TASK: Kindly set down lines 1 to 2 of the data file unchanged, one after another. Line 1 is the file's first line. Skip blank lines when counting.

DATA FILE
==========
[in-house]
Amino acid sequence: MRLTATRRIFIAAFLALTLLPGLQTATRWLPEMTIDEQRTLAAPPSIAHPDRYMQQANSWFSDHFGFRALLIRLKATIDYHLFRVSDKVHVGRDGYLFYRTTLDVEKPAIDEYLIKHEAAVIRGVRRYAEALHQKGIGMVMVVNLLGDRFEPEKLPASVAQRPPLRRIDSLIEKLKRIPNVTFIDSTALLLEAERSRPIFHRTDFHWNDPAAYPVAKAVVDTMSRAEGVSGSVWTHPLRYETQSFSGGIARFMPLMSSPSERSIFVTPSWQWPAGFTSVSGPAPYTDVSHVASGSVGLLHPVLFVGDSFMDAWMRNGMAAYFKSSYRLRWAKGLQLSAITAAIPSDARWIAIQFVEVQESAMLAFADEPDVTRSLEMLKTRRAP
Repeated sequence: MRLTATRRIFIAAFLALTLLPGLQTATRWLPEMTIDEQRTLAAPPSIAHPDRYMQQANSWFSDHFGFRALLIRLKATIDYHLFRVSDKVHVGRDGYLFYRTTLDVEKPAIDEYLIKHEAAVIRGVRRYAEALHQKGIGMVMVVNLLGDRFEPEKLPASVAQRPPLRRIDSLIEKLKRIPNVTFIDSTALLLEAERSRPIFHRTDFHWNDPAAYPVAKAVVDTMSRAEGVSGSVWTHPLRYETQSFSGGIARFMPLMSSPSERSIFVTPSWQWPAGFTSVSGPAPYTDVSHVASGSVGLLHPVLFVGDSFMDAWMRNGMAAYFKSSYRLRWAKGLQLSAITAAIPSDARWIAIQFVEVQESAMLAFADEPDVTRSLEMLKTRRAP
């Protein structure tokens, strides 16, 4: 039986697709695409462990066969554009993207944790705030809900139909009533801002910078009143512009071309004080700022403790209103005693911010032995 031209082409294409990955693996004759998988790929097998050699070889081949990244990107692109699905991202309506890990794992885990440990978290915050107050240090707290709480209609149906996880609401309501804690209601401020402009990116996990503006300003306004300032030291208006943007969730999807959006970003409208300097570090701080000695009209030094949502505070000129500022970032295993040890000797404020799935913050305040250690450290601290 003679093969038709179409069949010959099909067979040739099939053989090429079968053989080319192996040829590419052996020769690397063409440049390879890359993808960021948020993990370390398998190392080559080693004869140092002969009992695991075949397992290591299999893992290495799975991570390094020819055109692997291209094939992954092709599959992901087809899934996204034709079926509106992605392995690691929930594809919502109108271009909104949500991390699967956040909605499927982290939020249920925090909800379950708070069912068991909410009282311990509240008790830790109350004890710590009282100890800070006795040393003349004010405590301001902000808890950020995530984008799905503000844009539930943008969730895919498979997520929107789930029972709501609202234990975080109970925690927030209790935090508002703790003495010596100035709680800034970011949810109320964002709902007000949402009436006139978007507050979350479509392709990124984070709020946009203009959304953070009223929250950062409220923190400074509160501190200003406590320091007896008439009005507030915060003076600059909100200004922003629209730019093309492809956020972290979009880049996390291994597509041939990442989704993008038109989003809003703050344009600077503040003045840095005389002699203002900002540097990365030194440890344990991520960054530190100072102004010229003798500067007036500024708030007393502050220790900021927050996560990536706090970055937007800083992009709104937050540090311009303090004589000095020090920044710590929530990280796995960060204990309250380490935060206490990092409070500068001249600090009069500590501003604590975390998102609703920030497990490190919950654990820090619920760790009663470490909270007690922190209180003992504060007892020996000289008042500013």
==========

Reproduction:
[in-house]
Amino acid sequence: MRLTATRRIFIAAFLALTLLPGLQTATRWLPEMTIDEQRTLAAPPSIAHPDRYMQQANSWFSDHFGFRALLIRLKATIDYHLFRVSDKVHVGRDGYLFYRTTLDVEKPAIDEYLIKHEAAVIRGVRRYAEALHQKGIGMVMVVNLLGDRFEPEKLPASVAQRPPLRRIDSLIEKLKRIPNVTFIDSTALLLEAERSRPIFHRTDFHWNDPAAYPVAKAVVDTMSRAEGVSGSVWTHPLRYETQSFSGGIARFMPLMSSPSERSIFVTPSWQWPAGFTSVSGPAPYTDVSHVASGSVGLLHPVLFVGDSFMDAWMRNGMAAYFKSSYRLRWAKGLQLSAITAAIPSDARWIAIQFVEVQESAMLAFADEPDVTRSLEMLKTRRAP